And there are real questions about how independent these channels are from the Qatar government that helps bankroll them. The director-general of Al Jazeera, Sheikh Ahmed bin Jassim al-Thani, is a member of the country's royal family and has no background in journalism.

Such details add to the odd spectacle of the ex-veep, who would have been running Mideast policy had he won a few more votes in Florida, selling -- and some say selling out -- to the emir. Not to mention that the crusader against climate change is taking petrodollars from an empire built on oil, the bete noire of environmentalists.

Watch: Hey Fox, Hillary Clinton was sick after all

But what is Al Jazeera buying? The network is going to have a tough time cracking the American market.

Its earlier reputation makes the company highly controversial, and other cable carriers might follow the lead of Time Warner Cable (which is no longer owned by CNN's parent company, Time Warner) in refusing to carry it. These carriers agreed to air Current TV, after all, and contracts generally require them to approve a major change in programming.

Global politics aside, it may just be bad business. There's a reason Al Jazeera English, which will supply 40% of the content to the new channel, has barely gotten a foothold in the United States. Most Americans aren't lusting for a steady diet of international news.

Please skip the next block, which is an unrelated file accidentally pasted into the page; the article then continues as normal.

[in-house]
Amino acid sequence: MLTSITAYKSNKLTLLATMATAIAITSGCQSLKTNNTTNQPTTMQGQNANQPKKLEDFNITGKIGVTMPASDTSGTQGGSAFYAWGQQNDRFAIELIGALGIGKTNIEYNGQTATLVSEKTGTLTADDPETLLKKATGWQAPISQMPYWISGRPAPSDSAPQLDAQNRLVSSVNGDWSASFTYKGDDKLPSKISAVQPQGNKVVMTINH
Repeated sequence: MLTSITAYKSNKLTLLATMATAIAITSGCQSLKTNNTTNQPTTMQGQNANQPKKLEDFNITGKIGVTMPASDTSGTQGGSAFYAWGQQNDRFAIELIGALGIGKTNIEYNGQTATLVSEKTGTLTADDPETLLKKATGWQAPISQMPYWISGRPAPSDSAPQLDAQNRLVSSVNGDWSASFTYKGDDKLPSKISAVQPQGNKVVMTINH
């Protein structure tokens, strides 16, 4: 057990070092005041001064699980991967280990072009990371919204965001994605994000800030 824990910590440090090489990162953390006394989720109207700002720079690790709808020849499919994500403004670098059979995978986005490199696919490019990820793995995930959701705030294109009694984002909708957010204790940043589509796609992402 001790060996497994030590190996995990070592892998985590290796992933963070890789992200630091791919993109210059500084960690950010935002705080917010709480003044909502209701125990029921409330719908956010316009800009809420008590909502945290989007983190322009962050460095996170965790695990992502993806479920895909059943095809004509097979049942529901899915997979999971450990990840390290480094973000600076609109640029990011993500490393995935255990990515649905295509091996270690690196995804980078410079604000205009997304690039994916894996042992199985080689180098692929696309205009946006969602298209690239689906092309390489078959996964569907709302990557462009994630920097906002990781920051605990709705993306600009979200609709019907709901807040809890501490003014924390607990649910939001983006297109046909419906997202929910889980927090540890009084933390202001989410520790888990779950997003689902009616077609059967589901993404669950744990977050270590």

Watch: Did Nancy Pelosi go too far in photoshopping picture of congresswomen?

There's no denying that Gore, a onetime newspaper reporter who had testy relations with the press during his 2000 campaign, presided over a lousy cable channel. No one quite knew what Current was during the years when it aired mostly low-rent entertainment fare and was famous mainly for North Korea taking two of its correspondents, including Lisa Ling's sister Laura, into custody.

Then Gore tried to relaunch it as a talking head channel to the left of MSNBC, hiring Keith Olbermann -- a relationship that ended with his firing and mutual lawsuits -- along with the likes of Eliot Spitzer and Jennifer Granholm, former Michigan governor. Gore himself offered commentary during major political events.

It was the utter failure of that incarnation of Current that prompted Gore and co-founder Joel Hyatt to put the thing up for sale.

Some detractors have slammed Gore for hypocrisy because, while he has advocated higher taxes on the rich, he tried to get the Al Jazeera deal done by December 31 to avoid the Obama tax hike. (The sale didn't close until January 2.) I don't see a problem trying to legally take advantage of changes in the tax code, no matter what your political stance.

Nor do I want to prejudge Al Jazeera America. The marketplace will decide its fate.

But there is something unsettling about Gore making off with such a big payday from a government-subsidized channel after making such bad television. Nice work if you can get it.

Follow @CNNOpinion on Twitter

Join us at Facebook/CNNOpinion

The opinions expressed in this commentary are solely those of Howard Kurtz.

ADVERTISEMENT
Part of complete coverage on
updated 9:00 AM EDT, Mon October 20, 2014
The world's response to Ebola is its own sort of tragedy, writes John Sutter
updated 4:33 PM EDT, Fri October 17, 2014
Hidden away in Russian orphanages are thousands of children with disabilities who aren't orphans, whose harmful treatment has long been hidden from public view, writes Andrea Mazzarino
updated 1:22 PM EDT, Sat October 18, 2014
When you hear "trick or treat" this year, think "nudge," writes John Bare
updated 12:42 AM EDT, Sat October 18, 2014
The more than 200 kidnapped Nigerian schoolgirls have become pawns in a larger drama, writes Richard Joseph.
updated 9:45 AM EDT, Fri October 17, 2014